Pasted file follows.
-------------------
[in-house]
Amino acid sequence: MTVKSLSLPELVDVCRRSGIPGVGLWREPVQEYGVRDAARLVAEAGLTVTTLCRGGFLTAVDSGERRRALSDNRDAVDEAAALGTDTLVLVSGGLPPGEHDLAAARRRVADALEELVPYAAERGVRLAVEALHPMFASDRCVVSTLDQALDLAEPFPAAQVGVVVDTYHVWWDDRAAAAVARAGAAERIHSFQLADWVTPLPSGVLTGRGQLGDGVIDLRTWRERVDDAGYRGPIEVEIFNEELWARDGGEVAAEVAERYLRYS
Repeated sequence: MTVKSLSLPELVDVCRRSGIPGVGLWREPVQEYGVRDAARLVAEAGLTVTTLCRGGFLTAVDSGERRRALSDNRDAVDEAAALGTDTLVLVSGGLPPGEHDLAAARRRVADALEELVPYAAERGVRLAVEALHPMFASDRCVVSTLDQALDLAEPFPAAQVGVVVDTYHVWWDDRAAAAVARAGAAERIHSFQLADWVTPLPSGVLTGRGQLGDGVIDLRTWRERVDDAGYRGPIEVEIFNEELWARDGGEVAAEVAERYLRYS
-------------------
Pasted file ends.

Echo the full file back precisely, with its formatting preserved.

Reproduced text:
[in-house]
Amino acid sequence: MTVKSLSLPELVDVCRRSGIPGVGLWREPVQEYGVRDAARLVAEAGLTVTTLCRGGFLTAVDSGERRRALSDNRDAVDEAAALGTDTLVLVSGGLPPGEHDLAAARRRVADALEELVPYAAERGVRLAVEALHPMFASDRCVVSTLDQALDLAEPFPAAQVGVVVDTYHVWWDDRAAAAVARAGAAERIHSFQLADWVTPLPSGVLTGRGQLGDGVIDLRTWRERVDDAGYRGPIEVEIFNEELWARDGGEVAAEVAERYLRYS
Repeated sequence: MTVKSLSLPELVDVCRRSGIPGVGLWREPVQEYGVRDAARLVAEAGLTVTTLCRGGFLTAVDSGERRRALSDNRDAVDEAAALGTDTLVLVSGGLPPGEHDLAAARRRVADALEELVPYAAERGVRLAVEALHPMFASDRCVVSTLDQALDLAEPFPAAQVGVVVDTYHVWWDDRAAAAVARAGAAERIHSFQLADWVTPLPSGVLTGRGQLGDGVIDLRTWRERVDDAGYRGPIEVEIFNEELWARDGGEVAAEVAERYLRYS